United States Forest Service, 157 F.3d 964, 969 (3d Cir. 1998)). Having considered all of these
factors, the Court finds intervention is appropriate here. First, the application is timely. FRIT
learned about the instant lawsuit only a few months before filing his motion. Upon learning of
the suit, FRIT reached out to Plaintiff who advised that an Amended Complaint would be
forthcoming that included FRIT as a Defendant. When no such Amended Complaint was filed,
FRIT filed its motion.
Second, FRIT has a sufficient interest in the litigation, as FRIT is an insured under the
Kinsale policy. Kinsale had originally agreed to defend FRIT in the underlying suits pursuant to
a reservation of rights, although FRIT ultimately rejected Kinsale’s offer to have one attorney
represent all of the defendants.
Third, FRIT’s interest may be impaired by disposition of the action, as Kinsale is seeking
a declaration limiting the amount of coverage available to all of its insureds in the underlying
litigation. Finally, the existing Defendants in this action do not adequately represent the FRIT’s
interests, as any limitations on coverage will create competing obligations between the parties
that are insureds under that policy. Accordingly, FRIT’s motion to intervene as a Defendant is
II. Motion to Enlarge Time to Serve and for Substituted Service
Plaintiff seeks leave to serve Chavez-Mata by publication and an extension of time to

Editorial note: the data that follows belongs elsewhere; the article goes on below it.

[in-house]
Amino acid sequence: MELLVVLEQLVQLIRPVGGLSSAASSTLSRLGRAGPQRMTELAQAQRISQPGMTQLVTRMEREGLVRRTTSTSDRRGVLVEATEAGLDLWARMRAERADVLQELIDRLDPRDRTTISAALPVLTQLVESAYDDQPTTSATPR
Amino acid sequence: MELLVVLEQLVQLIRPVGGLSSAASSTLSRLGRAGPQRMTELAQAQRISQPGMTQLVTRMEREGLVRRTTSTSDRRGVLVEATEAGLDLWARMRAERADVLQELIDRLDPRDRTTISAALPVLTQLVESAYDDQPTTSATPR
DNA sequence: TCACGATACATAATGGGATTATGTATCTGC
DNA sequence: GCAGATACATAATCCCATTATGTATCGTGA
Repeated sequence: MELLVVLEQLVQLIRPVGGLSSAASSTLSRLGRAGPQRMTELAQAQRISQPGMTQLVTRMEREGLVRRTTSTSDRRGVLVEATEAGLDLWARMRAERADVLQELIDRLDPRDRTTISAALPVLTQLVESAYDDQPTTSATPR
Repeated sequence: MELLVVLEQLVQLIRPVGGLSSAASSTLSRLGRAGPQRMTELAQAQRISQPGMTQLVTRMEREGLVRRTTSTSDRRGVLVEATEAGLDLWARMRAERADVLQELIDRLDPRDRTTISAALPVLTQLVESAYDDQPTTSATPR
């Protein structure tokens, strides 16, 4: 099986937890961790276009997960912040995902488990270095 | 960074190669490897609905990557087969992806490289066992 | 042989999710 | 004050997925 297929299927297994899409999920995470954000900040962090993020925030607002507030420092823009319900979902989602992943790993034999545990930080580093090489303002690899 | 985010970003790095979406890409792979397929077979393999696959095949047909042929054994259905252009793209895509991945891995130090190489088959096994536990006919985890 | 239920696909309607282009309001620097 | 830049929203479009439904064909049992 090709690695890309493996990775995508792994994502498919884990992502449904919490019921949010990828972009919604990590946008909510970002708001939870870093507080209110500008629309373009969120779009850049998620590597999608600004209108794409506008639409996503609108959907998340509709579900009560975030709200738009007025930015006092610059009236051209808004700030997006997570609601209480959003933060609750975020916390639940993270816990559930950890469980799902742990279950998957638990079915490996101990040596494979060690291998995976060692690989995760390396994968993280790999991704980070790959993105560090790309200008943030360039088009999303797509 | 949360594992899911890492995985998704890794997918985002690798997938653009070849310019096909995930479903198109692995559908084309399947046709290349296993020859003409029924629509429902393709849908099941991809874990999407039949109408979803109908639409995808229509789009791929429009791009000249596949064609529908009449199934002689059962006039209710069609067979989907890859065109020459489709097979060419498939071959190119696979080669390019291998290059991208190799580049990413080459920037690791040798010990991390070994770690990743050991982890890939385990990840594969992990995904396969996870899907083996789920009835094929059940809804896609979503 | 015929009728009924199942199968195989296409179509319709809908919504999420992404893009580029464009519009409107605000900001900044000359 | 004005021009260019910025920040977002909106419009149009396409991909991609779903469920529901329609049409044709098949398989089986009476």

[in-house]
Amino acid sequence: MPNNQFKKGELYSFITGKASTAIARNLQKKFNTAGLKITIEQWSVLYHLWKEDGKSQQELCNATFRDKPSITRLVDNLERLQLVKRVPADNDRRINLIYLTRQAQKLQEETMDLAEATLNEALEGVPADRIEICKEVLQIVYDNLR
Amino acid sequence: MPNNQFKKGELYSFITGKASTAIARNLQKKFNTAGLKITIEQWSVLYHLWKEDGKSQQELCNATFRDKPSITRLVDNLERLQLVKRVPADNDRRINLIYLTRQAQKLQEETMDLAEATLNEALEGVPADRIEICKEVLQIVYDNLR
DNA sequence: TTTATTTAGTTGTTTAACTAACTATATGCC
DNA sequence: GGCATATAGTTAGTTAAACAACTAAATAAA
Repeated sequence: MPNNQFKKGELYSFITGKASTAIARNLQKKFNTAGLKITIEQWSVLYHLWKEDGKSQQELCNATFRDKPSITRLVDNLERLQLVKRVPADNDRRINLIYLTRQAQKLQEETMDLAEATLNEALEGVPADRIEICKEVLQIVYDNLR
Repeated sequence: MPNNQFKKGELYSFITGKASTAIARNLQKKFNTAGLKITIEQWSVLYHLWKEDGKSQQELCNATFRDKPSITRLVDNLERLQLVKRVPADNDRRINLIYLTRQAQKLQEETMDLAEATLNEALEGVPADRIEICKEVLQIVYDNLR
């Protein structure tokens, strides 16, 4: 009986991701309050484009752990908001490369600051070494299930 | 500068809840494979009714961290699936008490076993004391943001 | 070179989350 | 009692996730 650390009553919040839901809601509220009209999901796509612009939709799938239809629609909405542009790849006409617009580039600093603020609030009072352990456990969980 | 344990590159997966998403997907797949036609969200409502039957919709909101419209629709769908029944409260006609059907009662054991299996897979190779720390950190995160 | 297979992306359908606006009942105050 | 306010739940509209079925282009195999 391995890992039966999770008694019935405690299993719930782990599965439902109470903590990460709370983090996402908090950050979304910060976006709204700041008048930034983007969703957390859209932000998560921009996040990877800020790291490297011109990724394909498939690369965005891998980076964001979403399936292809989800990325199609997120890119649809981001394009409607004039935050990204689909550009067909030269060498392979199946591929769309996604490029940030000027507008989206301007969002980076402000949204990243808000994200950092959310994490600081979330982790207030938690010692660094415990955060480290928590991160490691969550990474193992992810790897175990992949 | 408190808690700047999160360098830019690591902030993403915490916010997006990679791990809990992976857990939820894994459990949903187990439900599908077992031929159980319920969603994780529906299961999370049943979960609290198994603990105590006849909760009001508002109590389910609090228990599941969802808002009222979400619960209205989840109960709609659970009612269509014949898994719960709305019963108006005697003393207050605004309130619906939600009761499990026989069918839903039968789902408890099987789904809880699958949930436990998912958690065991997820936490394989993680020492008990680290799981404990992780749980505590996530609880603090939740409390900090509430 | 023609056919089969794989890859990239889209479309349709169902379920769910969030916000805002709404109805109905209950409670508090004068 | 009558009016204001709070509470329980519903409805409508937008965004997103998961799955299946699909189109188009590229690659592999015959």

effect such service. According to the Declaration of Plaintiff’s counsel, Plaintiff attempted to
serve Chavez-Mata at the addressed listed in the underlying lawsuit, but was unsuccessful. ECF
14-1 at ¶ 5. Neighbors at that address indicated that they did not know of anyone in the
apartment by that name. Plaintiff states that process servers tried to serve Chavez-Mata at “a
second possible address,” but the “process servers were advised that the name Chavez-Mata did
not appear in their security logs.” 2 Id. Plaintiff then contacted Chavez-Mata’s counsel in the
State court action, but were informed that the office no longer represented him and had no
contact information. Id. at ¶ 6.
Federal Rule of Civil Procedure 4(e)(1) provides, in relevant part, that “an individual ...
may be served in a judicial district of the United States ... following state law for serving a
summons in an action brought in courts of general jurisdiction in the state where the district court
is located or where service is made.” Fed. R. Civ. P. 4(e)(1). Under New Jersey law, personal
service is the primary method to serve an individual located within the State. N.J. Ct. R. 4:44(a). Rule 4:4-4(b), however, permits substituted service when personal service cannot be
effectuated in accordance with Rule 4:4-4(a). Substituted service includes service by certified
mail, return receipt requested or service as permitted by court order. See N.J. Ct. R. 4:4-4(b)(1),